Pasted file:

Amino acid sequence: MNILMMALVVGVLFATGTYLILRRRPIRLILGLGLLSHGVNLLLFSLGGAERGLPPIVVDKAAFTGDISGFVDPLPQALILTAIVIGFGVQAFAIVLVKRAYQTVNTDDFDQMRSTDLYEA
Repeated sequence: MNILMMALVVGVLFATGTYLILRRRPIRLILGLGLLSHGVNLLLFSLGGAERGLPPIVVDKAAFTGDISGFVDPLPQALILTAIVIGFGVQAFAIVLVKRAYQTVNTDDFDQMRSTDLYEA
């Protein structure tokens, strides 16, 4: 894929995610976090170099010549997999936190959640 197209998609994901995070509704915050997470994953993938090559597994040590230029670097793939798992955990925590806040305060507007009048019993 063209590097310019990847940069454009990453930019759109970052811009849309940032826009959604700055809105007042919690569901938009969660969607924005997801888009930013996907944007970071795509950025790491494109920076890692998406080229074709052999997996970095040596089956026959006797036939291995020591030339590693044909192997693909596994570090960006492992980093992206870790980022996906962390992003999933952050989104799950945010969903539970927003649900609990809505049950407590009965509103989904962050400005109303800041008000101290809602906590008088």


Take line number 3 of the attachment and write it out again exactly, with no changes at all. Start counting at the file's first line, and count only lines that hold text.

């Protein structure tokens, strides 16, 4: 894929995610976090170099010549997999936190959640 197209998609994901995070509704915050997470994953993938090559597994040590230029670097793939798992955990925590806040305060507007009048019993 063209590097310019990847940069454009990453930019759109970052811009849309940032826009959604700055809105007042919690569901938009969660969607924005997801888009930013996907944007970071795509950025790491494109920076890692998406080229074709052999997996970095040596089956026959006797036939291995020591030339590693044909192997693909596994570090960006492992980093992206870790980022996906962390992003999933952050989104799950945010969903539970927003649900609990809505049950407590009965509103989904962050400005109303800041008000101290809602906590008088």